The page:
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Governability, Borders and Urban Citizenship

The project consists of two subprojects:

Subproject I: Borders and Governability

Background, Aims and General Structure

The structure of governance in the urban areas of the Pearl River Delta has been greatly affected by the rapid urbanisation of the last two decades and by the overhaul in a number of important administrative factors, including a substantial privatisation of housing provisions, a re-organisation of the traditional socialist community-level administration, but also changes in the social structure such as an increased mobility of the population and the urbanisation of large areas of the traditional rural hinterland. As a consequence governance has become more complex and has required local governments to deal with a much more stratified population and a newly emerging structure of interests. Our research asks whether spatial patterns visible in urban space reflect a conscious attempt to classify the population and make it “more governable” under these new conditions. We find that both formal and informal social and spatial dynamics, as well as a mix of different forms of governing (from self-government to private management, to social control, to paternalist governance) are at work to define the new urban spaces.
The key argument of our research evolves around the relationship of governance and space in our specific mega urban context. We claim that the subdivision of space and the targeted application of different governance modes are used as a tool to ensure the governability of the mega urban region in the Pearl River Delta.

Our overarching aims are fourfold:

Geographically, we distinguish different spatial levels. Most of our research so far was on the local level (micro level, neighbourhood level). However, similar patterns of spatial differentiation are also found on the meso level (development zones, townships) and macro level (cities, municipalities). In the current second phase, we gradually include these levels as well. We furthermore have until now concentrated on the case of Guangzhou as the core of the mega urban region, but are now broadening the focus to neighbouring cities within the Pearl River Delta.

Most importantly, we are proceeding along a sequence of objectives leading from the observation of intra-urban boundaries and spatial segmentation to a discussion of mega urban governability. This sequence of objectives stretches from Phase 1 (2007-2008) to Phase 2 (2009-2010) and prospectively Phase 3 (2011-2012):


Governance, in our understanding, is not only what the government is doing, but the totality of political actions of all the parties involved.
A governance mode describes the relationships between the different actors and stakeholders (governing relations), the way decisions are taken (governing logic), the importance of key decision makers and the fundamental political objectives. Governance modes change over time, and they depend on the type of urban area, its history and administrative belonging.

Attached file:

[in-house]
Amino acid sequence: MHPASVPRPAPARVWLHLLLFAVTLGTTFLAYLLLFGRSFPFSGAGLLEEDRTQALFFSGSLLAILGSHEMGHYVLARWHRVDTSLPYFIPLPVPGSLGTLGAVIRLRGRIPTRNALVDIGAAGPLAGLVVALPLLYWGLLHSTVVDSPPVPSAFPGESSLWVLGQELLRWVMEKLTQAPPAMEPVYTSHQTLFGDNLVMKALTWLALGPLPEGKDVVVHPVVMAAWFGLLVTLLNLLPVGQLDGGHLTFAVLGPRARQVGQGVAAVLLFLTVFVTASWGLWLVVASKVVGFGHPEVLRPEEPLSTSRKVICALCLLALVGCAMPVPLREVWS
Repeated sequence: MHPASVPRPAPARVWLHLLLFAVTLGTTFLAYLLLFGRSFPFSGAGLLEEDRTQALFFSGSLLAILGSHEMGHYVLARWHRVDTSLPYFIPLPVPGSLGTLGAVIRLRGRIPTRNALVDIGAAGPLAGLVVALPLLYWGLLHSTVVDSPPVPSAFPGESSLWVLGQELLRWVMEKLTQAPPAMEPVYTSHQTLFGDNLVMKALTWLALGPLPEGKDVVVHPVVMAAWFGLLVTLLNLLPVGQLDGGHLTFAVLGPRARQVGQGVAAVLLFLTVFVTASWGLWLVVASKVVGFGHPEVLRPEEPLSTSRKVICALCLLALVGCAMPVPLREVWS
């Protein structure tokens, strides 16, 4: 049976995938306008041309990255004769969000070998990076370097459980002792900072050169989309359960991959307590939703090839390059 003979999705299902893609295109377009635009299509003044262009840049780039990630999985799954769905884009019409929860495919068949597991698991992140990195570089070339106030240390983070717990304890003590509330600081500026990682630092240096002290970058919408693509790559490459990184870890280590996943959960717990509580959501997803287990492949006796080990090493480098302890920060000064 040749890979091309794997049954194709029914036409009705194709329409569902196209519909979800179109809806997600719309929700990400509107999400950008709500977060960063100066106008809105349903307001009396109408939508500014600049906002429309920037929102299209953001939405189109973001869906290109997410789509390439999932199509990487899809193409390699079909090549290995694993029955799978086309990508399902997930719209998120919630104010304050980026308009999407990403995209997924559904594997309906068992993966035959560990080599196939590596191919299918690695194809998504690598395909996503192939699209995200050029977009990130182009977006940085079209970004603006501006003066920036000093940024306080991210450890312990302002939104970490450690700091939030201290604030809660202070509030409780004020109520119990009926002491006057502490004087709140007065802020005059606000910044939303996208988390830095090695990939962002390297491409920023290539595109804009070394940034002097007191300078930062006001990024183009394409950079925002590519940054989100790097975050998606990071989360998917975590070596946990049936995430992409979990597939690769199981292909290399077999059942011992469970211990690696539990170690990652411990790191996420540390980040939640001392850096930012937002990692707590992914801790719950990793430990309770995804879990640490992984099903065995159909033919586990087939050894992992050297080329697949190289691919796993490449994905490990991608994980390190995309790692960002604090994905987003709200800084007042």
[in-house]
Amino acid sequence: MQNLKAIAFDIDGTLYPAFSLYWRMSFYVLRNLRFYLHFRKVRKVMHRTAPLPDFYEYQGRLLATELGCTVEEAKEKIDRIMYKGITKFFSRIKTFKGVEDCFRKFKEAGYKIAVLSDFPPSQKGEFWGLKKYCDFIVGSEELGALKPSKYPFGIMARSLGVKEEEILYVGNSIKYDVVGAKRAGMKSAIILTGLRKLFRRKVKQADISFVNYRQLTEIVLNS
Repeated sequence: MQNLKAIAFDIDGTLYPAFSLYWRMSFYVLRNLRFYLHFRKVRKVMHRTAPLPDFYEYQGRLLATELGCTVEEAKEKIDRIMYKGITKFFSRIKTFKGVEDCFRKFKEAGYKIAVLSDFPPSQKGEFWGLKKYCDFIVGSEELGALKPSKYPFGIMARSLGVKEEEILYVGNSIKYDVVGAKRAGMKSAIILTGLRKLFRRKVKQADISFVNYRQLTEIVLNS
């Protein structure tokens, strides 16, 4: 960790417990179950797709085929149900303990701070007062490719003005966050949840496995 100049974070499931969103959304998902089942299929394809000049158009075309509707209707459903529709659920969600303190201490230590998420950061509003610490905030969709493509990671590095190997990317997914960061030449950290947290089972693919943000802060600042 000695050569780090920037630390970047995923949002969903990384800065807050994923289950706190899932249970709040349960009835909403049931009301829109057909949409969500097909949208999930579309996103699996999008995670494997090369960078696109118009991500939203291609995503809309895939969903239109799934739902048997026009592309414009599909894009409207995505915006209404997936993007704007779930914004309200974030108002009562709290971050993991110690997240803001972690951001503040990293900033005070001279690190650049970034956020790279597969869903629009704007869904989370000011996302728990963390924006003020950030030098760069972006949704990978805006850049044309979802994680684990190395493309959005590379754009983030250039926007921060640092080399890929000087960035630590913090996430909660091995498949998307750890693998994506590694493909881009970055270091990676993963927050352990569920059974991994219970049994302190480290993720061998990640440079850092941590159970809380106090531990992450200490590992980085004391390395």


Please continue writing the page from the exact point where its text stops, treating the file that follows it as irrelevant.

Our concept of boundaries does not focus on national borders but pertains to the practice of inclusion, exclusion and spatial segmentation at different scales. This practice has a governance dimension, but is manifest also in physical, functional, social and mental ways. Our analysis integrates all five aspects of borders:



Analysis approach


Governance modes

Stakeholders, informality, …



Gatedness, urban form…



Interaction, flows, networks …


Socio-economic gap

Residential segregation, …

Mental / cultural

Psychological representation

Meaning of places, identities, …


Our micro-level analysis focuses on living (= housing) neighbourhoods. We have identified five differently governed and in different ways bounded neighbourhood types. Since the proliferation of commodity housing (shangpin fang, 商品房) and the privatisation of work unit housing (danwei fang, 单位房) to reform housing (fanggai fang, 房改房) are the main trends in housing development in China, the comparison of these three tells us much to understand major changes in urban governance. With migrant workers making up a considerable proportion of the Chinese urbanites, urbanised villages (chengzhong cun, 城中村) and enterpriseprovided housing (yuangong sushe, 员工宿舍) represent significant – and significantly different governance approaches within the mega city.
Social diversity is one reason for the diversity of governance approaches, but in turn the segmentation of space and different inclusion in governance processes also leads to social segregation and to different paths to urban citizenship.
Our fieldwork is characterised by a combination of bottom-up and top-down perspectives and of qualitative and quantitative methods. We went into the above-mentioned types of neighbourhoods to conduct the following research:

As a result, we classified the neighbourhood types according to key characteristics of their governance as follows:

Neighbourhood type

Governance mode

Commodity housing

Ownership-based governance

Privatised housing

Administration-oriented governance

Socialist work unit housing

Welfare-style governance

Urbanised villages

Traditional-structure-led governance

Enterprise-provided housing

Paternalistic, employment-based governance

The relevance of this classification lies in the fact that the substantial privatization of the residential environment is leading to new flexible forms of governance that affect different social groups differently. Not only social groups have access to housing of remarkably different quality but also to variable opportunities to participate in the governance of the urban space, or in the management of their own neighbourhood.

Research Team

Sun Yat-Sen University, Guangzhou: Australian National University, Canberra:


Subproject II: Experimental Urban Governance and Conceded Informality

Project Structure

Our project team concentrates on urban planning related governance in urbanized villages in Guangzhou and Shenzhen, privatized danwei housing estates and in future additionally on one drapery district in Guangzhou, and another urbanized village in Zhuhai City as case studies to contribute to the issue of governability of mega-urban regions.

“Pioneers” – Privatized Danwei Housing Estates & Urbanized Villages

Due to the Chinese characteristics of post-hoc urban planning policy shaping after an experimental process of testing and implementation in selected pioneer sites (experiment – model – implementation), understanding the role of those pioneers and of decision-making processes within pioneer projects and sites is crucial for understanding Chinese mega-urban governance. Therefore we focus on urbanized villages and privatized danwei housing estates acting as pathfinders for successful widespread (up to national) strategies, guaranteeing as sustainable developments as possible. Besides, aspects of informality, self-organization and autonomy can best be explored in areas where they are themselves tested, evaluated and accepted/formalized or rejected/abolished.